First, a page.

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Chapter 10

ECO220Y1 Chapter 10 Notes

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University of Toronto St. George
Jennifer Murdock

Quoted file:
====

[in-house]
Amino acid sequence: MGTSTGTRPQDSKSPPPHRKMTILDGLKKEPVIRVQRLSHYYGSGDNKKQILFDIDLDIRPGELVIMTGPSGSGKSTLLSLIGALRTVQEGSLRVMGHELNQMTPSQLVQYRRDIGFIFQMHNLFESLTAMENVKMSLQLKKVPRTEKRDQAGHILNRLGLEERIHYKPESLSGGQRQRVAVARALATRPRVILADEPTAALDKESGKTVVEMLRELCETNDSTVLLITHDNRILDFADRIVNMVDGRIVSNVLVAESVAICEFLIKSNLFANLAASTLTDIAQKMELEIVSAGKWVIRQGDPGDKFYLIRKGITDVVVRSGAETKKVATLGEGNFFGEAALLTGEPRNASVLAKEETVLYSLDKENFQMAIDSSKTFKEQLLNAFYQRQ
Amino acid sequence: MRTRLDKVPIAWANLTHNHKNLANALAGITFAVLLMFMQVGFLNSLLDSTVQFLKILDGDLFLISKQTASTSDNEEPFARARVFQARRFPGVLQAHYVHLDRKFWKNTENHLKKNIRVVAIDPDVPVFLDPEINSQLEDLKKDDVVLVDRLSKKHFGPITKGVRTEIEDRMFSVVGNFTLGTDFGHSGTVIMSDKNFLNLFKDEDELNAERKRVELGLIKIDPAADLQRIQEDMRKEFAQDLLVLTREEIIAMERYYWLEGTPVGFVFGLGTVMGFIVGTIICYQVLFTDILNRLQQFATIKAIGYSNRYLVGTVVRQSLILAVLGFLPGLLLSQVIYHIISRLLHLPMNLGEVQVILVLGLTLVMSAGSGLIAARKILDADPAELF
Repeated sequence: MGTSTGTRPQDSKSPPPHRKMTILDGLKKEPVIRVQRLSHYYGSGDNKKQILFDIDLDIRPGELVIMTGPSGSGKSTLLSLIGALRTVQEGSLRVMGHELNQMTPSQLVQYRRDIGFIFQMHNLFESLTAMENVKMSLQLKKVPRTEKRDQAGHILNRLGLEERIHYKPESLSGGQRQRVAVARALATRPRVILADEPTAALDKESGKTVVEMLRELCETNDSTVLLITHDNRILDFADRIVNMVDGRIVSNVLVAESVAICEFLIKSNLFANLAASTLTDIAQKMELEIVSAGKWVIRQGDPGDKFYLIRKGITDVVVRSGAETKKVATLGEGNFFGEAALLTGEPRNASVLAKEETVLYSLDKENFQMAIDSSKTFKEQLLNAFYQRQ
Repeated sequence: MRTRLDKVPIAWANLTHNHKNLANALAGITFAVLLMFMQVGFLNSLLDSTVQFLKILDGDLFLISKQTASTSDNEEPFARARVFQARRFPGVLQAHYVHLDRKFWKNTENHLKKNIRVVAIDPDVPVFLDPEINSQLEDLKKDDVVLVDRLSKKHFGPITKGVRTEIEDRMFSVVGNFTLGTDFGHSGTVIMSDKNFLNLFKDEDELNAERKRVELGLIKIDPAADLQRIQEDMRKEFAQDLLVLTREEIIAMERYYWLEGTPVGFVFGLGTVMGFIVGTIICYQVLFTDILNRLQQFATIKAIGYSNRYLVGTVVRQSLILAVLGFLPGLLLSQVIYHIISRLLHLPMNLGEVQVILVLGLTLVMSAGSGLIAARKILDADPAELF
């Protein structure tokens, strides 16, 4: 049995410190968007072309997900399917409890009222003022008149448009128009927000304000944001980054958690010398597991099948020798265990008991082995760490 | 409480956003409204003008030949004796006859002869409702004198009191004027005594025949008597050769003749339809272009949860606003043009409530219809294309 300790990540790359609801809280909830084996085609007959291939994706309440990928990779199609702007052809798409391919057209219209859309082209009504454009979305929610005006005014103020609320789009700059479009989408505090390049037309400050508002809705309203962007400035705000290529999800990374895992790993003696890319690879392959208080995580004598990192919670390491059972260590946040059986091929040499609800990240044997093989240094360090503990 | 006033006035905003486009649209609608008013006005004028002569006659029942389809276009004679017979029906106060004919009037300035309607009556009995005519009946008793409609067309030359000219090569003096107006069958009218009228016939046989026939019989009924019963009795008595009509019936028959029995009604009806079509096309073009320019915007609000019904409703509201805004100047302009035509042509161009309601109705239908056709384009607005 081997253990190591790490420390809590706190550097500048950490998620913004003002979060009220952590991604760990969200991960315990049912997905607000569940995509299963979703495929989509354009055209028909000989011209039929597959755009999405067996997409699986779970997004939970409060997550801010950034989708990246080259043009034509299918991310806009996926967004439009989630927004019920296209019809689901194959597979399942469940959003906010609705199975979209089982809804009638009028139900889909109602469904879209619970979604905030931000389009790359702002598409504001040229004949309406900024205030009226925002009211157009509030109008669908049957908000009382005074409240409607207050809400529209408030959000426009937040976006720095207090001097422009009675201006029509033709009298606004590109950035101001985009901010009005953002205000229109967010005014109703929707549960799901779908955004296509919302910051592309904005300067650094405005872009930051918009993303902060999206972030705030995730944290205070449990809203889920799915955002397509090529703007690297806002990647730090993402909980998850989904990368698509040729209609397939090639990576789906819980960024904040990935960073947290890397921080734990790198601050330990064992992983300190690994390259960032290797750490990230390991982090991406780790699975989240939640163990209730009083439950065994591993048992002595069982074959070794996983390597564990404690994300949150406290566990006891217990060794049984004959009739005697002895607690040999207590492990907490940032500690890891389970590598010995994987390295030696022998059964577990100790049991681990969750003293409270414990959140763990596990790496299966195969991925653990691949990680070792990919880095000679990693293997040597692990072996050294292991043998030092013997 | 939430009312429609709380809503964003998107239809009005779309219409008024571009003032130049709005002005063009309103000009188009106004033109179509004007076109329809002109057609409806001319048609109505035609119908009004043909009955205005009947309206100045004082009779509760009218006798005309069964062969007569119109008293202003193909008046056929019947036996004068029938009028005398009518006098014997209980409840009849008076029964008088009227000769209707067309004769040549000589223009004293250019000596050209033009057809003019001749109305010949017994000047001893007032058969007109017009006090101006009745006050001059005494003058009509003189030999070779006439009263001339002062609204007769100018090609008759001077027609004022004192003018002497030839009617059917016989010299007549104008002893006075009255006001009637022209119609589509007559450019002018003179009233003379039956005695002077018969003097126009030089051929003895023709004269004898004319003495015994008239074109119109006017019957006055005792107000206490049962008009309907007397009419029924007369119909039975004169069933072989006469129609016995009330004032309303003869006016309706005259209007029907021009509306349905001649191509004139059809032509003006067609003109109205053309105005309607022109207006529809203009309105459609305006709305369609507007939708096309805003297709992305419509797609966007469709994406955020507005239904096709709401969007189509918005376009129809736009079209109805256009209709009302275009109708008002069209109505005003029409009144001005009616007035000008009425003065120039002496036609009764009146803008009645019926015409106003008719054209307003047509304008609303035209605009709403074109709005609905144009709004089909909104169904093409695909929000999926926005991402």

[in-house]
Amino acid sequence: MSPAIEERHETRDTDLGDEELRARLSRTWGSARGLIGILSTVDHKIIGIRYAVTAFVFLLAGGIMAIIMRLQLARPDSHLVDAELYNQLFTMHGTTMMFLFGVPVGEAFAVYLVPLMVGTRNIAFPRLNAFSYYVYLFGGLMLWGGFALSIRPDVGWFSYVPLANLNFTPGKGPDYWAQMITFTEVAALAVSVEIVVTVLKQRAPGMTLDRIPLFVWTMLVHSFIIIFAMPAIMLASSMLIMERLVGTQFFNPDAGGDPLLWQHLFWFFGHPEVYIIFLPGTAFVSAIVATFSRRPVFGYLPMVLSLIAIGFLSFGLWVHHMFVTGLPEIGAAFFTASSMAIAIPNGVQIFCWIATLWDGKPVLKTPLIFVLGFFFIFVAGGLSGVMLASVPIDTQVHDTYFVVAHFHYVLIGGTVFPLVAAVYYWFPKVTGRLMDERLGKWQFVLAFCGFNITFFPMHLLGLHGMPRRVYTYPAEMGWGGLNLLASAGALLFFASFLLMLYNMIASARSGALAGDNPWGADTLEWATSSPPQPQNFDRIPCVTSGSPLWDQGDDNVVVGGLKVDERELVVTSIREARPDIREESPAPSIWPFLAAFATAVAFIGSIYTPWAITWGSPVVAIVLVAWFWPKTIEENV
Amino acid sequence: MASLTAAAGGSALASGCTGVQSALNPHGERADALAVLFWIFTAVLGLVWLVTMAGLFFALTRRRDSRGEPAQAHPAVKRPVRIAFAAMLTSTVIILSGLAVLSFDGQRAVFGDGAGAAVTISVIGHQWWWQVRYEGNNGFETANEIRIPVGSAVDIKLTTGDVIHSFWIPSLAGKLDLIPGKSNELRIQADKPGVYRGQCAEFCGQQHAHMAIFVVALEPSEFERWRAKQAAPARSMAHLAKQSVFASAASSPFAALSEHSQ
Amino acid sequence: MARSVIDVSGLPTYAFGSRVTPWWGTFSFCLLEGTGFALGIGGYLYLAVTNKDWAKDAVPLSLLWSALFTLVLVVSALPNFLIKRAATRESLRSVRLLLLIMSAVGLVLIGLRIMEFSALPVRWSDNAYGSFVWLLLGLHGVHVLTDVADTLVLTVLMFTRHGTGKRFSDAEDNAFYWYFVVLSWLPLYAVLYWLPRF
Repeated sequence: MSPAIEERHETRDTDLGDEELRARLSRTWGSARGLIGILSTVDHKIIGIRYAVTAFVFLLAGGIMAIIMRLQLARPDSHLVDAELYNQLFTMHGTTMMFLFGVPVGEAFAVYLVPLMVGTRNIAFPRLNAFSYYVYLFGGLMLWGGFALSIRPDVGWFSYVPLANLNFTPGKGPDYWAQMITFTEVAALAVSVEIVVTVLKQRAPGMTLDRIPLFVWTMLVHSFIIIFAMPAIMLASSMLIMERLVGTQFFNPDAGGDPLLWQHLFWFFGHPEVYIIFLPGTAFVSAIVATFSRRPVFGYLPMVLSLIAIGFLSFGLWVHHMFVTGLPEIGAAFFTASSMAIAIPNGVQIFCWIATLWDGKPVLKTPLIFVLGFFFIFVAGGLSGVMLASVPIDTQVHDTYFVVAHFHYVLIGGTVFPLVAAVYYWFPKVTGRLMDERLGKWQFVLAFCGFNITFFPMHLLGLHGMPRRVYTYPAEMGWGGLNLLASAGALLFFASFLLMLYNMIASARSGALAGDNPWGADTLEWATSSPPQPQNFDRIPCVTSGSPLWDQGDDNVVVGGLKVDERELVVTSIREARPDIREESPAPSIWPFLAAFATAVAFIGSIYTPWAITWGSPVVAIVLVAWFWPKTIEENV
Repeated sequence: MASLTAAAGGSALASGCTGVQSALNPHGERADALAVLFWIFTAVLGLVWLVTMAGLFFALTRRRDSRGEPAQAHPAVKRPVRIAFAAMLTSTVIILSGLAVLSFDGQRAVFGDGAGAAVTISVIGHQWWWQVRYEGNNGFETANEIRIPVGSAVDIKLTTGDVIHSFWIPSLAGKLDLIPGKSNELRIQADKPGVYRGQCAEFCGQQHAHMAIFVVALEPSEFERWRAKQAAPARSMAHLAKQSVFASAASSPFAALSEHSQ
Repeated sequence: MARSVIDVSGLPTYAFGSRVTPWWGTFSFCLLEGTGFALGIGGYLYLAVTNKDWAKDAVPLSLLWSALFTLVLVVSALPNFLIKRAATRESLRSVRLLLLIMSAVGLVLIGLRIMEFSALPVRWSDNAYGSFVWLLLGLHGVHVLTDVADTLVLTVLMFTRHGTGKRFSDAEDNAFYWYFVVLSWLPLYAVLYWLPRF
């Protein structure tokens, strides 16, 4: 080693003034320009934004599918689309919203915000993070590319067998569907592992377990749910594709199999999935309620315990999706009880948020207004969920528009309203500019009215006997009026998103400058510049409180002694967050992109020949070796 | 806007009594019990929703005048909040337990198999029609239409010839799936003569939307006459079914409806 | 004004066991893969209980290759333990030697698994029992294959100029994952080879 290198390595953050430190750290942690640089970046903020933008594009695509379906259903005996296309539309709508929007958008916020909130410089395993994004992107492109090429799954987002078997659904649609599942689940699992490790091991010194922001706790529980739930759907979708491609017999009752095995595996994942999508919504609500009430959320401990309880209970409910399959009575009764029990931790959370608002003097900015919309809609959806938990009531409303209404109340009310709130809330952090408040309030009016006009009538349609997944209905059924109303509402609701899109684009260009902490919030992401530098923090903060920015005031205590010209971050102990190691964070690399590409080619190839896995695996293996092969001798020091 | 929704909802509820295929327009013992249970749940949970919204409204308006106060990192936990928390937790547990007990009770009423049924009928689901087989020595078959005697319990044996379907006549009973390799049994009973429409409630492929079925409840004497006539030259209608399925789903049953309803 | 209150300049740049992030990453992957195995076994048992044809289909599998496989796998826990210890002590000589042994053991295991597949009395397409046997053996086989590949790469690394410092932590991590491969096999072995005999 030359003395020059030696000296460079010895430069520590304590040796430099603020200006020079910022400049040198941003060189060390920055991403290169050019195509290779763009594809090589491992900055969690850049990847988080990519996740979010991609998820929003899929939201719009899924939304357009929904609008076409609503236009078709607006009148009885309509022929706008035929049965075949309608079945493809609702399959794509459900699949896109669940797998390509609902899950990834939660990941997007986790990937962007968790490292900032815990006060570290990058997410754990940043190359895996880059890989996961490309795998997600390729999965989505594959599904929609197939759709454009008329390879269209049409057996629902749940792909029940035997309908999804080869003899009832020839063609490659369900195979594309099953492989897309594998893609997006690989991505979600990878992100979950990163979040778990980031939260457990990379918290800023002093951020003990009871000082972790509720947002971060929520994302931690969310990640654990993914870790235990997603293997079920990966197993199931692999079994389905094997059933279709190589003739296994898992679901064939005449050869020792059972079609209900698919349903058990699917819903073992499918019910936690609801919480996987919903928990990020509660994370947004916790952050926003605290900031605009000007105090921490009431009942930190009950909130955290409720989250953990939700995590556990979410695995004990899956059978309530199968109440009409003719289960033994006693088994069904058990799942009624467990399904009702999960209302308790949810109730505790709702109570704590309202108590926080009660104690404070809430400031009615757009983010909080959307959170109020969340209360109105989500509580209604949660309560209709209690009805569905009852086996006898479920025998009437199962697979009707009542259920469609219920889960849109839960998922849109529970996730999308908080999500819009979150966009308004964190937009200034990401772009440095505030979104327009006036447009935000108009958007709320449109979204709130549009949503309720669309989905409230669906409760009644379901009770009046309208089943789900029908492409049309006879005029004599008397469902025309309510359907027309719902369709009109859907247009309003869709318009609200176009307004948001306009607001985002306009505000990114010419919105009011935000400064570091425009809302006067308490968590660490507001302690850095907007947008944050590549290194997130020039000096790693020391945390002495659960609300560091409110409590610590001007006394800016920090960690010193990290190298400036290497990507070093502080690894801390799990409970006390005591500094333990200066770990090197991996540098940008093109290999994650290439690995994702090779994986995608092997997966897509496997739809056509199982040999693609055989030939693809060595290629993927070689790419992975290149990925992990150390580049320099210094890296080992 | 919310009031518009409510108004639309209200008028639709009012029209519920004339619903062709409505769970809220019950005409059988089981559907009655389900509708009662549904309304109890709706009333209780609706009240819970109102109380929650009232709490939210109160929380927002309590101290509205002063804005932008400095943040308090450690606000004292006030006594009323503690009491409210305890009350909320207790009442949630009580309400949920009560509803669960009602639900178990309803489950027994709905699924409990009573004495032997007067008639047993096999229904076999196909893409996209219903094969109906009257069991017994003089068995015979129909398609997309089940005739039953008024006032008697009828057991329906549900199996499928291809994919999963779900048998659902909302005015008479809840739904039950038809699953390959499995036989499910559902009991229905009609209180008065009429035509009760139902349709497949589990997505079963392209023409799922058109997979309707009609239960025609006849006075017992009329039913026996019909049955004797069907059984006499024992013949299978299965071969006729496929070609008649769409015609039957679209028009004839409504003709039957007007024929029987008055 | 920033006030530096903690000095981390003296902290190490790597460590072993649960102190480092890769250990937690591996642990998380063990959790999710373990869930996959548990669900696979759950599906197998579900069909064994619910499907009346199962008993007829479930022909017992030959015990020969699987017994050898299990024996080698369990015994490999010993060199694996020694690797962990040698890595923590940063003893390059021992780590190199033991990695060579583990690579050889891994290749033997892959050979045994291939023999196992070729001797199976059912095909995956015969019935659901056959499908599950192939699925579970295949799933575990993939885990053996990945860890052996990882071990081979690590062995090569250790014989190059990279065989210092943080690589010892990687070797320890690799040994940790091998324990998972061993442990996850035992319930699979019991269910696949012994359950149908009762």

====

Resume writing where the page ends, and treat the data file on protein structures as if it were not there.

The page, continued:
ECO220Y1 Textbook Notes Chapter 10: Sampling Distributions  Each proportion is based on a different sample of the population.  The proportions vary from sample to sample because the samples comprise different people. 10.1 Modelling Sample Proportions  p = “true proportion”  A simulation can help understand how sample proportions vary due to random sampling.  ̂ = proportion of success  The way in which the proportions vary sample to sample shows how the proportions of real samples would vary. 10.2 The Sampling Distribution for Proportions  Sampling distribution: the distribution of a statistic (proportion) over many independent samples of the same size from the same population. o The Normal approximation can be used provided the sampled values are independent and the sample size is large enough. ( ̂ ( ) √ ̂  Sampling variability: the variability we expect to see from sample to sample.  Using the Normal approximation is valuable because: o The Normal sampling distribution model tells us what the distribution of sample proportions would look like. o Since the Normal model is a mathematical model, we can calculate what fraction of the distribution will be found in any region.  Using the standard Normal table.  The Normal model becomes a better and better representation of the distribution of the sample proportions as the sample size gets bigger.  Two assumptions in the case of the model for the distribution of sample proportions: o Independence: sample values must be independent of each other.  To check the independence assumption, check the following conditions:  Randomization Condition o Sampling method must not have been biased and the data must be representative of the population.  I.e. in an experiment subjects are randomly assigned to treatments.  10% Condition o The size of n must not be > 10% of the population.  Success/Failure Condition o At least 10 successes and 10 failures must occur. o Sample Size Assumption: the sample size, n, must be large enough. 10.3 The Central Limit Theorem – The Fundamental Theorem of Statistics  Proportions summarize categorical variables.  The sampling distribution of almost any mean becomes Normal as the sample size grows. o Observations need to be independent and randomly collected. o The shape of the population distribution does not matter.  Central Limit Theorem (CLT): The CLT states that the sampling distribution model of the sample mean (and proportion) is approximately Normal for large n, regardless of the distribution of the population, as long as the observations are independent. o This is true regardless of the shape of the population distribution. o It is an imaginary distribution since we don’t actually draw all
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